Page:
Diabetes is a chronic condition in which the body doesn’t produce enough insulin. Insulin is a hormone that helps to convert food into energy. Without enough insulin, the body can’t use the food it eats to survive, and begins to store the food as fat. Over time, this can lead to serious health problems such as heart disease, blindness, and even death. In this article, we’ll explore what causes diabetes, and discuss some of the warning signs that you may be at risk.
Definition of Type 2 Diabetes
Type 2 diabetes is a metabolic disorder that occurs when the body cannot properly use blood sugar (glucose) for energy. People with type 2 diabetes may have difficulty regulating their blood sugar levels and may experience episodes of high blood sugar levels called hyperglycemia. These episodes can lead to damage in the pancreas, which can cause serious health problems, including blindness, kidney failure, and heart disease. Type 2 diabetes is more common than type 1 diabetes, but it usually develops over a longer period of time. Symptoms of type 2 diabetes vary depending on which organs are affected by the disorder.
Types of Diabetes
There are three main types of diabetes mellitus, which are: Type 1, Type 2, and gestational diabetes. Each type is caused by a different set of genetic factors and can present in a variety of ways.
Type 1 diabetes is the most common form of diabetes, accounting for around 90% of all cases. This type is usually diagnosed in childhood or early adulthood, and is associated with an autoimmune response that destroys the insulin-producing cells in the pancreas. People with type 1 diabetes need to regularly administer insulin to control their blood sugar levels.
Type 2 diabetes is less common than type 1 diabetes, but it accounts for around 10% of all cases. It’s typically diagnosed in middle age or later life, and is associated with an increased risk of heart disease, stroke, and other serious health conditions. People with type 2 diabetes often struggle to regulate their blood sugar levels on their own and require medication and/or diet changes to manage them.
Gestational diabetes occurs during pregnancy and can be a sign that a woman has prediabetes or full-blown diabetes. The condition usually goes away after the baby is born, but it can occasionally lead to long-term complications such as high blood pressure or heart disease.
What are the Symptoms of Type 2 Diabetes?
Type 2 diabetes is a condition where the body can’t make enough insulin, a hormone that helps move glucose (sugar) from the blood into cells. As a result, blood sugar levels become elevated and can damage tissues and organs over time.
The most common symptoms of type 2 diabetes include:
- Increased thirst
- Extreme hunger
- Unusually large appetite (anorexia) or unexplained weight loss
- frequent urination or excessive thirst
- blurred vision or vision changes
- rapid heart rate or dizziness
- tingling in the hands or feet
How is Type 2 Diabetes Diagnosed?
Type 2 diabetes is diagnosed when blood sugar levels are higher than normal, but not high enough to be classified as type 1 diabetes. The main difference between the two types of diabetes is that in type 1 diabetes, the body’s immune system destroys cells that produce insulin, a hormone that helps the body use glucose from food. In type 2 diabetes, the body’s cells become resistant to insulin and cannot properly use glucose from food or drink.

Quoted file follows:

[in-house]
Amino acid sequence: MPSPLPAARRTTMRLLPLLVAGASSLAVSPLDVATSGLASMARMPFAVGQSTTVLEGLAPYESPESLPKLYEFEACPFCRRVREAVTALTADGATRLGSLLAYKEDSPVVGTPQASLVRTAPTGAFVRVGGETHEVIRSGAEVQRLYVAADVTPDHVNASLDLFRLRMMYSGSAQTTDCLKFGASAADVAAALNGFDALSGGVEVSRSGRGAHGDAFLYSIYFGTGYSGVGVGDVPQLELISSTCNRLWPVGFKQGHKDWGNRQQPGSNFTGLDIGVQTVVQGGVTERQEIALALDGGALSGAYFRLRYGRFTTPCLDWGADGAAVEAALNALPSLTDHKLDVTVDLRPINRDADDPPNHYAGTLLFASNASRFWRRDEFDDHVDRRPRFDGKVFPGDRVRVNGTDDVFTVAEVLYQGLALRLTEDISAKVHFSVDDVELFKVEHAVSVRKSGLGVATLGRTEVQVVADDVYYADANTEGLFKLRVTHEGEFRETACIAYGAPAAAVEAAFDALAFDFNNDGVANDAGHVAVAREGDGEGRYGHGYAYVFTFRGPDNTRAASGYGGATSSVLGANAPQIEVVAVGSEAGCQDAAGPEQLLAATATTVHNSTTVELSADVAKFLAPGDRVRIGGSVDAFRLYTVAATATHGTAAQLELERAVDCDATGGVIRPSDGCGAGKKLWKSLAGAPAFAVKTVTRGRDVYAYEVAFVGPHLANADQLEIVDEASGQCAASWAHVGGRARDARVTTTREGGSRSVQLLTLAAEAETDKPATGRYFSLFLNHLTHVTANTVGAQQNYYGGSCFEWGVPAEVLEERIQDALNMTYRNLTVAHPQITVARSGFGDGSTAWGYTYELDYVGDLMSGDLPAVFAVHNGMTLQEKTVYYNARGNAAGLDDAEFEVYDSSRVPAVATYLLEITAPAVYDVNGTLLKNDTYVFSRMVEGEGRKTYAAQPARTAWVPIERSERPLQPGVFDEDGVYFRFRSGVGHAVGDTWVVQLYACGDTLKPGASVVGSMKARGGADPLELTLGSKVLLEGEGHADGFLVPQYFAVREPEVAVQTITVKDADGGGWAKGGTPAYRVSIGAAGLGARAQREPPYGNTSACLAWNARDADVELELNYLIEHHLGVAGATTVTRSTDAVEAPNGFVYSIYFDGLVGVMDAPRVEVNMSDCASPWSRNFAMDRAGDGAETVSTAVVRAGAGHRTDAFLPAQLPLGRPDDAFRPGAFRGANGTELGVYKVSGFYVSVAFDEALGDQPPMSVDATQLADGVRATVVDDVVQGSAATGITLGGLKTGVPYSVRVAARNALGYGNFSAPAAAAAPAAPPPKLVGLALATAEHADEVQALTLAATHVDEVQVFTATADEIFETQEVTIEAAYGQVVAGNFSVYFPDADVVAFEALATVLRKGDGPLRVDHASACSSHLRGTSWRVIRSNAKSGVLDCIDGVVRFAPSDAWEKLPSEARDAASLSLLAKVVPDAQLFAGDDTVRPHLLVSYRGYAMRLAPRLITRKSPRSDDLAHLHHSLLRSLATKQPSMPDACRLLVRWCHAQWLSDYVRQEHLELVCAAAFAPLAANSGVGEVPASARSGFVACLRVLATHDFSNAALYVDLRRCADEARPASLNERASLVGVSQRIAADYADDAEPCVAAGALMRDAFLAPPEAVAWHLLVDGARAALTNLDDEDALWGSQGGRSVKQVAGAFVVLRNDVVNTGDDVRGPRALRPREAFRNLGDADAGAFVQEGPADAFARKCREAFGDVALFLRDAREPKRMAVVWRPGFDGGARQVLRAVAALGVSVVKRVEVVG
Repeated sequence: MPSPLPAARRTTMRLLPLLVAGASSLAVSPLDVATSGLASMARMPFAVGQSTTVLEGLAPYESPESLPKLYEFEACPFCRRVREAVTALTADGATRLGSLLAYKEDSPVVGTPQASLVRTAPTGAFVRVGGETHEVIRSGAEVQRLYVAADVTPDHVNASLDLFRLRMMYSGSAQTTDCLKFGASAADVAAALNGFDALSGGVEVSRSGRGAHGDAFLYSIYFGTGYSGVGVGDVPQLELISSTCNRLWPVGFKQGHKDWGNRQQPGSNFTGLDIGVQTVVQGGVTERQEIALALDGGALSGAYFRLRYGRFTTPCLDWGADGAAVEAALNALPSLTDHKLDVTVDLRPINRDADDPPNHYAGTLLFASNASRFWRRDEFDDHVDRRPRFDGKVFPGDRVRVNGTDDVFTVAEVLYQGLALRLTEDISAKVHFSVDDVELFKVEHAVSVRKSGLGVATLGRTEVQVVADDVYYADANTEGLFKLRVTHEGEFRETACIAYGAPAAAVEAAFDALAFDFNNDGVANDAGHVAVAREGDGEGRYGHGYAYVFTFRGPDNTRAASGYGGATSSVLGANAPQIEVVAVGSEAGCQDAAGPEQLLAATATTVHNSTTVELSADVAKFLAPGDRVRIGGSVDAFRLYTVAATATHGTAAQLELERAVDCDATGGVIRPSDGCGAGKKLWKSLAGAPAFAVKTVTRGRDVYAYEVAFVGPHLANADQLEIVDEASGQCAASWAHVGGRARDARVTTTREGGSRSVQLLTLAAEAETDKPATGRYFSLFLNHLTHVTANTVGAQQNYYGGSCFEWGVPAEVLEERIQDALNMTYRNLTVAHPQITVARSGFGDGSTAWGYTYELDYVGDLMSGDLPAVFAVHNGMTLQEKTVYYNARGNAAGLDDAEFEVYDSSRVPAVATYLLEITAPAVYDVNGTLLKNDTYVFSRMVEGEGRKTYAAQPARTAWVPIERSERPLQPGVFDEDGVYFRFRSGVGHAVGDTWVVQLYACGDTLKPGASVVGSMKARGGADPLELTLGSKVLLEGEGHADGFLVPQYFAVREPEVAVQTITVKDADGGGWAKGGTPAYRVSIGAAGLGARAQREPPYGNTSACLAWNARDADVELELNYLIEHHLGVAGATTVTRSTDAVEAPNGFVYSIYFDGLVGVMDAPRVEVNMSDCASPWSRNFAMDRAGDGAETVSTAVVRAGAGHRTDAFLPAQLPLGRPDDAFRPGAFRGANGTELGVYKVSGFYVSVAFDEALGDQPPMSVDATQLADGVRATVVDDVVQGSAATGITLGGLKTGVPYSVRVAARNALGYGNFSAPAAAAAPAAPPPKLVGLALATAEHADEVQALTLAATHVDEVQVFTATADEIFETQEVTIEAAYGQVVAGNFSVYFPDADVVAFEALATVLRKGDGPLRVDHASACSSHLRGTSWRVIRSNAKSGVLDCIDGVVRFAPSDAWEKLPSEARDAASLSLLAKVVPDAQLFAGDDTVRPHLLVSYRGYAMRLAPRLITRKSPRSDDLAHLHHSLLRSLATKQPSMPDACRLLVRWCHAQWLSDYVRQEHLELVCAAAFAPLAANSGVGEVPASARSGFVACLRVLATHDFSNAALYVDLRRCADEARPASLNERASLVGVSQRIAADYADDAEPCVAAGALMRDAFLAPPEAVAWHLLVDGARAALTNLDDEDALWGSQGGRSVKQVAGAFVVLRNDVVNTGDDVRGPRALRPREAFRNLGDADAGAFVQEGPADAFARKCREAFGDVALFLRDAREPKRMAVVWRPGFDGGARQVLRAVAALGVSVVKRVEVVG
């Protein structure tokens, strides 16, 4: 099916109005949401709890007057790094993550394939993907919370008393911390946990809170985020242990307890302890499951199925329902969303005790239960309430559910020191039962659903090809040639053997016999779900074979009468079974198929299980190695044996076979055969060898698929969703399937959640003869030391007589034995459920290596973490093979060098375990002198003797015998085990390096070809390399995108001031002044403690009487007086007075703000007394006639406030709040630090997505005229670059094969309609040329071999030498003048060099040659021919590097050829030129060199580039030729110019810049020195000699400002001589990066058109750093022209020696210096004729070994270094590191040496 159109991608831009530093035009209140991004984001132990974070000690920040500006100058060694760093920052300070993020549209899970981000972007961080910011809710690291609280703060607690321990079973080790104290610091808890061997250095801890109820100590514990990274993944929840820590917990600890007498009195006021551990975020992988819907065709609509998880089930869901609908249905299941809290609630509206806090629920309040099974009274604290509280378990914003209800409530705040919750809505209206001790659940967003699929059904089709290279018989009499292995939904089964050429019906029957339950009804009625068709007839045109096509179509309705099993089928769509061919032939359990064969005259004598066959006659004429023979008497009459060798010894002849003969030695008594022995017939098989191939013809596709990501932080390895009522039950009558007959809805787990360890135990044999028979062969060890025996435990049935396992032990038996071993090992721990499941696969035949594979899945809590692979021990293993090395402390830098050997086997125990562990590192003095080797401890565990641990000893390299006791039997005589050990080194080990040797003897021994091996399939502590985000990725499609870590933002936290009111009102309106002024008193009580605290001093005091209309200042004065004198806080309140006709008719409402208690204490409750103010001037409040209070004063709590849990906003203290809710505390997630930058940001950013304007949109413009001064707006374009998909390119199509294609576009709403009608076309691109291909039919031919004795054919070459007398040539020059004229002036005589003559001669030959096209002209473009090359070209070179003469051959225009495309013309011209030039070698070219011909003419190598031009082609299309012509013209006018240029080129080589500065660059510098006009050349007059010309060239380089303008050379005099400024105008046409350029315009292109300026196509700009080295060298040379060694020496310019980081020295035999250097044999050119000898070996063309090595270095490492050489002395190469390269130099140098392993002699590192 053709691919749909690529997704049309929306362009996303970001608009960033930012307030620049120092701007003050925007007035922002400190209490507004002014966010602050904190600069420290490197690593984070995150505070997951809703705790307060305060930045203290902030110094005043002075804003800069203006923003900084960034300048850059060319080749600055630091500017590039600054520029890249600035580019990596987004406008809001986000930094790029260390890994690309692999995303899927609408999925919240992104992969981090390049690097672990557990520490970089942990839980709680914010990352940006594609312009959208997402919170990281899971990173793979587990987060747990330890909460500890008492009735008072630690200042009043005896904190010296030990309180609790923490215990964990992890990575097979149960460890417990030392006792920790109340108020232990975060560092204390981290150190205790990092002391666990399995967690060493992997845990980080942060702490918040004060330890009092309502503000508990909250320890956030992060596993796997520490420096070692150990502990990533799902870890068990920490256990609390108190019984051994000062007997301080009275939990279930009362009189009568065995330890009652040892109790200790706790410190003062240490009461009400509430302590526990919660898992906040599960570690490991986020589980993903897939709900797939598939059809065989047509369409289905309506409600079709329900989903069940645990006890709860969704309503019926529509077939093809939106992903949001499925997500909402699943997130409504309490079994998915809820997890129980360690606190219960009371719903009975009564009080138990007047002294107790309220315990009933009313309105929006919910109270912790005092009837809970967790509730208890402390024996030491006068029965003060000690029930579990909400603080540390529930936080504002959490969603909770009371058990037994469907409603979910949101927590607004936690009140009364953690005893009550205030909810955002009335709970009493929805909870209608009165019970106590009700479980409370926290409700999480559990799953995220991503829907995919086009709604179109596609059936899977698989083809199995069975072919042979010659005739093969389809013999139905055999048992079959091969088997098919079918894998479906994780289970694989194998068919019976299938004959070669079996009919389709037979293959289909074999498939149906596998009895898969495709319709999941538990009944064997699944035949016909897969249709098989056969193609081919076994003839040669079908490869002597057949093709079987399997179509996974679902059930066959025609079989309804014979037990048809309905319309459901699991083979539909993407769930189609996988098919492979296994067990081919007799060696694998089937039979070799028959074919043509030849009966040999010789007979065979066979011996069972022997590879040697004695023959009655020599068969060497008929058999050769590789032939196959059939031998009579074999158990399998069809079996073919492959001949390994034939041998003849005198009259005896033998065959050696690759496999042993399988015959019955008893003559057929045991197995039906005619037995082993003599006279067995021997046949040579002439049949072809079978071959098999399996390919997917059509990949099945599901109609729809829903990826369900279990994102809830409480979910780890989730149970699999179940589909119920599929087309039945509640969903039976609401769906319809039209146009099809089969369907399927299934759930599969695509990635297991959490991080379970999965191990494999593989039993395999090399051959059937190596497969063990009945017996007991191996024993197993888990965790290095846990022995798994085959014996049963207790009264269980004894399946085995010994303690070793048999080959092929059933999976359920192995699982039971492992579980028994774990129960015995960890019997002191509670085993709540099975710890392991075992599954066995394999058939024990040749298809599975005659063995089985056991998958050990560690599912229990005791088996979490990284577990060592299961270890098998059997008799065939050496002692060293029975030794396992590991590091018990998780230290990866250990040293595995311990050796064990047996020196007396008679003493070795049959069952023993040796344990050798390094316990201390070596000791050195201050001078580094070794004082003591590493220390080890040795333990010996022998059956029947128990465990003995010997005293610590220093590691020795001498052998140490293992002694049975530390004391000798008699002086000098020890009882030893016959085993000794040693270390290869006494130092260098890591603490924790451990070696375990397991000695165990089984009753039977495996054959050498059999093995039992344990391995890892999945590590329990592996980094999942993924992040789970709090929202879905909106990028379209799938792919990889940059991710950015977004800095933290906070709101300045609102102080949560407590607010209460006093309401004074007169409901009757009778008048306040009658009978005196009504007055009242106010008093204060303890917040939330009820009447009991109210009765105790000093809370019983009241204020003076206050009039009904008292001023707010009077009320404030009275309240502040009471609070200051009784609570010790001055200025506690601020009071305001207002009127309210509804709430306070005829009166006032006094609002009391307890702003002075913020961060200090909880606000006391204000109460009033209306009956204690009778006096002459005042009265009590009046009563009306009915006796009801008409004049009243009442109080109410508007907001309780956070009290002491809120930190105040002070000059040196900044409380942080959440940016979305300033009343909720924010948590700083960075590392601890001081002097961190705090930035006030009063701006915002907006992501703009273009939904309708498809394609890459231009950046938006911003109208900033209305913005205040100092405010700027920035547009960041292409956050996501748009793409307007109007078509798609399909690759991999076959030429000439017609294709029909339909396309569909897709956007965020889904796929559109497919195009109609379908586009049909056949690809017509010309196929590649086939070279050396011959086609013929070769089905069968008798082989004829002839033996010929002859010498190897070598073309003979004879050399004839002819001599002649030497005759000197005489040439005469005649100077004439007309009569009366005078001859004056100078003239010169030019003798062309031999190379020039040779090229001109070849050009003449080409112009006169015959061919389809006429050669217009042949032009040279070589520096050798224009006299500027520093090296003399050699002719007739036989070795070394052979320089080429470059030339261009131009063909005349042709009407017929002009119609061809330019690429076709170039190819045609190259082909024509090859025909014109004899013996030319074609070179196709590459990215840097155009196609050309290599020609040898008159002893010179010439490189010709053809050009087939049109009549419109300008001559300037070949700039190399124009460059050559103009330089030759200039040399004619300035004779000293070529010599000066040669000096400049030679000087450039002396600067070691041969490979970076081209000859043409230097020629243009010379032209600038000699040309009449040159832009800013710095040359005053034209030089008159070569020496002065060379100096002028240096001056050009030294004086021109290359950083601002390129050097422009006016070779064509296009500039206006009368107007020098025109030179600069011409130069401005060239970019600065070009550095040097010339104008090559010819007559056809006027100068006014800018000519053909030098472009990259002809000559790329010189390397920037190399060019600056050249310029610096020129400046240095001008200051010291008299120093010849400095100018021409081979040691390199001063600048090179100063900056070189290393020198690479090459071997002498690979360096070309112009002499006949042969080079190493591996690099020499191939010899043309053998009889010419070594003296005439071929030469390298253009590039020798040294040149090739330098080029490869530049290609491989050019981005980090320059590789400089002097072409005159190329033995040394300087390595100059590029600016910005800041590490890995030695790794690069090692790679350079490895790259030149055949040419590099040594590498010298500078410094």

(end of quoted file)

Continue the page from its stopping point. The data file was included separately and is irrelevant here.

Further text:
There are several ways to measure blood sugar levels. A fasting blood sugar test measures how much sugar is in a person’s blood after they have not eaten for 12 hours. A glucose tolerance test measures how well a person responds to eating a meal after having had their blood sugar level taken before and then again an hour later. A hemoglobin A1c (HbA1c) test measures how long it has been since the average level of hemoglobin in a person’s blood was changed by eating or drinking.
If you have symptoms of type 2 diabetes, your doctor may order additional tests to confirm the diagnosis. These tests include an oral glucose tolerance test (OGTT), which measures how well your body handles sugar after you eat; an exercise testing; and urinalysis, which looks for signs of kidney damage caused by high blood sugar levels.
Treatment Options for Type 2 Diabetes
There are many treatment options for type 2 diabetes, each with its own benefits and drawbacks. Some people find that diet and exercise are the most effective forms of treatment, while others may require medication to manage their blood sugar levels. Here is a brief overview of some of the most common treatments for type 2 diabetes.
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Diet and Exercise
The best way to treat type 2 diabetes is to improve your diet and exercise habits. A healthy diet can help lower blood sugar levels, while regular exercise can help reduce insulin resistance and improve overall health. However, diet and exercise alone are not always enough to control diabetes. In some cases, people may need medications to help regulate blood sugar levels.
There are several types of medications available to treat type 2 diabetes. Some people find that they respond well to oral medications such as metformin or sulfonylureas, while others require insulin injections or artificial pancreas devices to manage their blood sugar levels effectively. It is important to discuss your individual treatment options with a doctor before starting any new medication regimen.
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